FRUIT GROWING IN GAM ADA. Tho Canadian Minister of Agriculture is causing a special inquiry to be made into the .I'ruil.-jjtwinjz industry of Can ada. ? Tho investigation will he eon ducted with a view to scouring the hest and most reliable information, respect ing tho area and extent of land adapt ed to fruit growing in tile provinces, and the varieties of fruit, which have boon found to be most profitable and most successful in each locality; the tendency towards concentrating on tlio production of standard varieties on a large scale, and the facilities for dis tribution and marketing. Of course it is well-known that fruit-growing in Canada has already assumed very con siderable proportions, but the industry is capable of indefinite expansion in view of- the demand of the home and expert markets.
FERMENTATION IN PAPERMAKING. [Newspaper Article] — Mortlake Dispatch — 14 February 1914
FERMENTATION IN PAPER MAKING. Among the recall, improvements in handling paper-making matorials is a process for extracting tho starch from cotton rags that are used in making linen papers. Practically all cottou cloth lias some kind of a filler, and much or' this is starch. In clippings from new cloth there is a considerable amount of starch filler. It was the practice formerly to soak the rags in warm water, and then to boil them in an alkali solution. But tho effect of tho on sturch is very slow, as it causes tho starch to swell up, so that tho solution readies tho inner part of the starch grains only with dilliculty. Malt is added in the proper amount to convert the starch into a soluble sugar which readily dissolves out of the fibre of the cloth and leaves it free of the filler. Tho active principle of tho. malt is. the "enzymes" that attack the starch just as they do in the brewing process, and convert it into a form of sugar th'atjs easily disposed of.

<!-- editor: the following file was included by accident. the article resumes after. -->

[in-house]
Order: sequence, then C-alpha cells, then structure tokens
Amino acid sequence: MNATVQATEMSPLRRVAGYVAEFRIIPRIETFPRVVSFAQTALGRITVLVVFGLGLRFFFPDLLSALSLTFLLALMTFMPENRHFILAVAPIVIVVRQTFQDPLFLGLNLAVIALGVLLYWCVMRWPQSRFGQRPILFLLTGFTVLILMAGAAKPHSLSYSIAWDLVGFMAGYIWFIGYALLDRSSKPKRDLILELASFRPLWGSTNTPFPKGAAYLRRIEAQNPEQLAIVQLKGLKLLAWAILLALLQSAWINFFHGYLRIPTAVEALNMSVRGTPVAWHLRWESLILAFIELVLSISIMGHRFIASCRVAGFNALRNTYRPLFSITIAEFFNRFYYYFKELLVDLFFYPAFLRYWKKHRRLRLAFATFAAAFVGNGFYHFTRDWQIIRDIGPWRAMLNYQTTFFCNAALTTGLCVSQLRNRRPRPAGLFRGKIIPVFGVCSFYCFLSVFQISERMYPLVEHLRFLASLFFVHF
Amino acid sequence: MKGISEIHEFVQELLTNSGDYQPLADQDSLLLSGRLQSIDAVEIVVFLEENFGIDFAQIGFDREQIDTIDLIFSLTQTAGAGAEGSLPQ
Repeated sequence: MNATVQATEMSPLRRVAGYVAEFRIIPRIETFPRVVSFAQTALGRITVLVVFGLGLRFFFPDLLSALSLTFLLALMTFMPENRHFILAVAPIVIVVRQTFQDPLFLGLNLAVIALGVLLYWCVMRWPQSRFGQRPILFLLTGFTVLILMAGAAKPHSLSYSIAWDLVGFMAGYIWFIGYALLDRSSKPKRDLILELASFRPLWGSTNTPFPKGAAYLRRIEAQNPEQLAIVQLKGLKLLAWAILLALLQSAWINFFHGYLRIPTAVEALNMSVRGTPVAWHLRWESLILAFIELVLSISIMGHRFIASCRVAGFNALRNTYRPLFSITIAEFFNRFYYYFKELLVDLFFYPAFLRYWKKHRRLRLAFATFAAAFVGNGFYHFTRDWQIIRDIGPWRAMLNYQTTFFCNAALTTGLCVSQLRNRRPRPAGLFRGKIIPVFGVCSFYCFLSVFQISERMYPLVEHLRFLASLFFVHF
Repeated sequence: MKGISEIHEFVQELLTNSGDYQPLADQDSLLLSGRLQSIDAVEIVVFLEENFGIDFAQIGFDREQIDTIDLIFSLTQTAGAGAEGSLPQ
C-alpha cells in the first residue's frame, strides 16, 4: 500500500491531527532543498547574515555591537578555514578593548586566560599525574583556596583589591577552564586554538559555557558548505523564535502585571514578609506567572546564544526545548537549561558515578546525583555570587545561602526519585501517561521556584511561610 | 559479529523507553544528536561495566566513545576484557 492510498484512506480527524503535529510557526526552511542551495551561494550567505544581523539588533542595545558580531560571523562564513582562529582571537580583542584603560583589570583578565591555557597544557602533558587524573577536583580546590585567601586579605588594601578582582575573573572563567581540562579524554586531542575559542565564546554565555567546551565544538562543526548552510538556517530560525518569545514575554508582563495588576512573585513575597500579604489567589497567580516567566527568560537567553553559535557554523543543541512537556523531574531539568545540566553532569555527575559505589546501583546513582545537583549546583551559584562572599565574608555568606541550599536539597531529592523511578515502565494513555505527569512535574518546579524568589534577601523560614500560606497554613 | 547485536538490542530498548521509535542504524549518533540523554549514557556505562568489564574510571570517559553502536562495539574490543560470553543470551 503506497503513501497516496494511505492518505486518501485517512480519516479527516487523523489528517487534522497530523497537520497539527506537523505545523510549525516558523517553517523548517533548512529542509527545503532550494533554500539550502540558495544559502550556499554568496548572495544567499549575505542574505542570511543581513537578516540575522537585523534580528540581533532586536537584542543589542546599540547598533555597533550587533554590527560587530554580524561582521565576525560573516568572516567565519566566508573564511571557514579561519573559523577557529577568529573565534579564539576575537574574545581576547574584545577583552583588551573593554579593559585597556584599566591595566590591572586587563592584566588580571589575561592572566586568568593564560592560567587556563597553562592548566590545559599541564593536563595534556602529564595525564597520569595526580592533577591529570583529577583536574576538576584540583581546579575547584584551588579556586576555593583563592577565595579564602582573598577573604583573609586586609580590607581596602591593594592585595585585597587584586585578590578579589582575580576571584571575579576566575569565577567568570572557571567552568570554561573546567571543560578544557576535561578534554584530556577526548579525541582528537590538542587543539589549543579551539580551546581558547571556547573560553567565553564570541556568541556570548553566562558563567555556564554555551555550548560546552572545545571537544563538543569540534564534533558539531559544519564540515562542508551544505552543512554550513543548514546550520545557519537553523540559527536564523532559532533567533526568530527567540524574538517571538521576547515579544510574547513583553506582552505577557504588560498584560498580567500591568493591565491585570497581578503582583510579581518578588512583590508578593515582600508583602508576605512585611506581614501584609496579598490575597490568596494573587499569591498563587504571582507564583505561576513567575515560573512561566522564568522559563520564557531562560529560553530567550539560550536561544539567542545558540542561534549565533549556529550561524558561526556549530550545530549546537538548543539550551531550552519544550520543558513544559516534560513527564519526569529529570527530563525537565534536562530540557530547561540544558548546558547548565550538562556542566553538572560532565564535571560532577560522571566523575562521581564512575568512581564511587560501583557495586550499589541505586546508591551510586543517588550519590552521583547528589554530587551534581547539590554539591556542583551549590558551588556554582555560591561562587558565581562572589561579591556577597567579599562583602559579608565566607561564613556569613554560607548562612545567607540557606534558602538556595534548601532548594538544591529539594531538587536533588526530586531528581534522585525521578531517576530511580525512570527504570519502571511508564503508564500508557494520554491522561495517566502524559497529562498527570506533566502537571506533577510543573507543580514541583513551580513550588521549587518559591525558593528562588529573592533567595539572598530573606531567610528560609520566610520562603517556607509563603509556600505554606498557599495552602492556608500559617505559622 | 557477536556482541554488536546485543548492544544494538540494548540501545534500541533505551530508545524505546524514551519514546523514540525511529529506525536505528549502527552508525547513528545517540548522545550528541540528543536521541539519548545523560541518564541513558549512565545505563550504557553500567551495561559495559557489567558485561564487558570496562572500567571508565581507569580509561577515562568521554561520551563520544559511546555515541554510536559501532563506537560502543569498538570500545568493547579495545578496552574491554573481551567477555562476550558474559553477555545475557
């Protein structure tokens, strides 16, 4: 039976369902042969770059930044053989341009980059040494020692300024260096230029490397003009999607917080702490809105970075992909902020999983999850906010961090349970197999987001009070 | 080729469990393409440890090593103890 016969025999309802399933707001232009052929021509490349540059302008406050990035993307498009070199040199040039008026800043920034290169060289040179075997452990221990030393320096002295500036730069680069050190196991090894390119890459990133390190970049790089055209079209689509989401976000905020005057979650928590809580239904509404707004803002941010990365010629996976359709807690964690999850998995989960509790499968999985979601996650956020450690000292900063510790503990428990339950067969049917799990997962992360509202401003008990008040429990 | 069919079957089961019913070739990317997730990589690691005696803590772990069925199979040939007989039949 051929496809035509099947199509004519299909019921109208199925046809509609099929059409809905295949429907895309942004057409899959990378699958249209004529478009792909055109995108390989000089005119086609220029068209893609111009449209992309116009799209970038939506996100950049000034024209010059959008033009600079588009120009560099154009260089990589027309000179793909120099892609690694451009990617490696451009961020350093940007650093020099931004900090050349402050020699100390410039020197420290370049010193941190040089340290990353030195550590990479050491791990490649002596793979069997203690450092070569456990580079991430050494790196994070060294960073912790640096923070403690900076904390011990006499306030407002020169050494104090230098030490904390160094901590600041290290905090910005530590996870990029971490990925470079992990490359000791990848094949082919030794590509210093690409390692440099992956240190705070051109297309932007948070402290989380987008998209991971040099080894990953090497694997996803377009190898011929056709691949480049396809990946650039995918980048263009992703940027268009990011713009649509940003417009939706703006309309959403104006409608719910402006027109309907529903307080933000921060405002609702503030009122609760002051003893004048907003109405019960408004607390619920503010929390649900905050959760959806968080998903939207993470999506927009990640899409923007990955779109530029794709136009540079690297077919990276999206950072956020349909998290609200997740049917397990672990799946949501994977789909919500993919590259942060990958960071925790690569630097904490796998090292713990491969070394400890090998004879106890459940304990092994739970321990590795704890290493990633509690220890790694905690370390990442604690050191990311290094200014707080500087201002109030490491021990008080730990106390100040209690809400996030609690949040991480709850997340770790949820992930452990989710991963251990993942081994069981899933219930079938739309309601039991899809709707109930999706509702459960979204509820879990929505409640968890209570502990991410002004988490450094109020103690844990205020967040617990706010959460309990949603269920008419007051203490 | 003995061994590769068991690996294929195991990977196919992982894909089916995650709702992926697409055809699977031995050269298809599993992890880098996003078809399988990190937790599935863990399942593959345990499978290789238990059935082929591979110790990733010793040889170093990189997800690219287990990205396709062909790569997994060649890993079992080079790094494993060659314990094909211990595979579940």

NOISELESS CITY STREETS. [Newspaper Article] — Mortlake Dispatch — 14 February 1914
NOISELESS CITY STREETS. TJioro is coming into use in Germany .a cheap and ready method of asphalting a stone-paved street which is showing good results. The space between pav ing blocks are cleaned out to tlio dopth of about an iuc.h, and then a layer of melted asphalt is llowed oyer tlic street .surface, tlio depth, of the layer being about one inch. Before it is cooled, sand is sprinkled on .and tlio surface is smoothed*. At Frankfort a section of this kind is now laid, and it appears to stand the wear remarkably Tvell. Should tlio method prove a success in general practico it will afford an excel lent means of deadening the noise of city traffic at a small expense. It is quickly carried out, and it need not .stop the circulation on narrow streets for any length of time. Moreover, repairs are easily made.